Mere minutes after two billion people all over the world yomp up to the rooftops, back in Blighty they know that many of them are related but none of them are husbands and wives. How did they work that out so fast?


Just where did Llewellyn get this vial of blood, anyway? It obviously isn't his, so whose is it?


If the sonic wave is strong enough to shatter glass, how come nobody's ears are bleeding?


The Doctor says “Or are you just a [Klingon, Klingon, Klingon…] How come the Klingon part isn’t translated like everything else?


The sword fight is sadly inept, and the awful direction doesn’t help that. If you’re going to go to all the trouble of making some poor geezer fight with a sword while wearing a cape and prosthetics, and making some other poor geezer try and look heroic in pyjamas, you might at least show the damn thing instead of framing it so you can hardly even see the bloody swords. Of course, there might be another reason for that: if we were to be brutally honest, we'd confess that David Tennant looks like he's having a wee bit of trouble hefting that broadsword. But we're sure that was just a trick of the light.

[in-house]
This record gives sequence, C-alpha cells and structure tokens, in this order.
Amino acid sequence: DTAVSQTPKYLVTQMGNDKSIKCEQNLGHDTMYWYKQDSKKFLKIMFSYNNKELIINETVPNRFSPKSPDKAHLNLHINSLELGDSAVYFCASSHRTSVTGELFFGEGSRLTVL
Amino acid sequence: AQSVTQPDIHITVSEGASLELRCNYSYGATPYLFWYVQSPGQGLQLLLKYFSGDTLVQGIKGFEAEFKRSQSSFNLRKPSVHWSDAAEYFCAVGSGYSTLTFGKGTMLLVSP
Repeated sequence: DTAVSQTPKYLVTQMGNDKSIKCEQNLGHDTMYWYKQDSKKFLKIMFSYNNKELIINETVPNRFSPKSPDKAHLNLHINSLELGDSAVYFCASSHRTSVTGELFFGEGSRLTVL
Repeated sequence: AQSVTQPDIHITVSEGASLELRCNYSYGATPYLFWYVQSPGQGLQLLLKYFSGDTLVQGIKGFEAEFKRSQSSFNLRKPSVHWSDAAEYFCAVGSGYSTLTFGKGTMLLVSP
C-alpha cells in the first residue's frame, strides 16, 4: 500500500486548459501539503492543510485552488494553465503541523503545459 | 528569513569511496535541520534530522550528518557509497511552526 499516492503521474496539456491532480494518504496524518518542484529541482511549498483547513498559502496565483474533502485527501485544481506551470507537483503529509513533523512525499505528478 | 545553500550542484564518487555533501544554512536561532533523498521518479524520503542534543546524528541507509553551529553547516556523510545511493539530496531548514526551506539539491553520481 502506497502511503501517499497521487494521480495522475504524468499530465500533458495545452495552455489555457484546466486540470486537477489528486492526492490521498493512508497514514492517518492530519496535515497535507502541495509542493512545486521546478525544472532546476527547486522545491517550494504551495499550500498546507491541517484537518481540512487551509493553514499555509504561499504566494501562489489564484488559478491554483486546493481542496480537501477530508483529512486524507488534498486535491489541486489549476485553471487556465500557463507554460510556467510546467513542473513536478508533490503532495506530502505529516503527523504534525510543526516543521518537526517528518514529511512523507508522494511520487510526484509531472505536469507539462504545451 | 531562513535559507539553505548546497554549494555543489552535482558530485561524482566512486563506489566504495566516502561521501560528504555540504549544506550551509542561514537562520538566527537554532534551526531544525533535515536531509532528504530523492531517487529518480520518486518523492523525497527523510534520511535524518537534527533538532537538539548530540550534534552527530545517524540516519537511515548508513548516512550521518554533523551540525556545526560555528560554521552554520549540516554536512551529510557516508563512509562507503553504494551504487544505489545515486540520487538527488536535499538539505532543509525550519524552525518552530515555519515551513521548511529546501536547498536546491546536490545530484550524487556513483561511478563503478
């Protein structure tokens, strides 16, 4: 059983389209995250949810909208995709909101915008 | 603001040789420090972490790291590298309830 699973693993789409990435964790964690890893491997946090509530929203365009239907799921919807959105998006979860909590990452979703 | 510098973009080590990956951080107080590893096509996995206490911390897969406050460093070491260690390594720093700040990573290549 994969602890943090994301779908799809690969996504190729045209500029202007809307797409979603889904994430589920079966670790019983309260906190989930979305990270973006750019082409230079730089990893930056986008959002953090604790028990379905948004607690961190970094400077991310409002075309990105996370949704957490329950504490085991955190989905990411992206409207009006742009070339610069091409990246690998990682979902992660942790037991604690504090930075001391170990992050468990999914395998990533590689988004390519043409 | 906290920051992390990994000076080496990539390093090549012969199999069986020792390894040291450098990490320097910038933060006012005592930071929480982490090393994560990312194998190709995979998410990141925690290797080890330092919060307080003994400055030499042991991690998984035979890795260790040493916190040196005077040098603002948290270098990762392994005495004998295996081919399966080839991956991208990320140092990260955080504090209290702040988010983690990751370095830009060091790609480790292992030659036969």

It’s so cool to see another room in the TARDIS. We were beginning to think they kipped on the console.


We love the Doctor’s new costume: not costumy like the latter Doctors, but much more Doctorly than the leather jacket.

Buy this Dr Who DVD: UK Buy Doctor Who DVD at US: DVD not available

Buy entire series DVD box set: UK Buy Doctor Who DVD at  US Buy Doctor Who DVD at

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Buy first and second seasons box set: UK: box set not available   US Buy Doctor Who DVD at

Download Doctor Who episodes at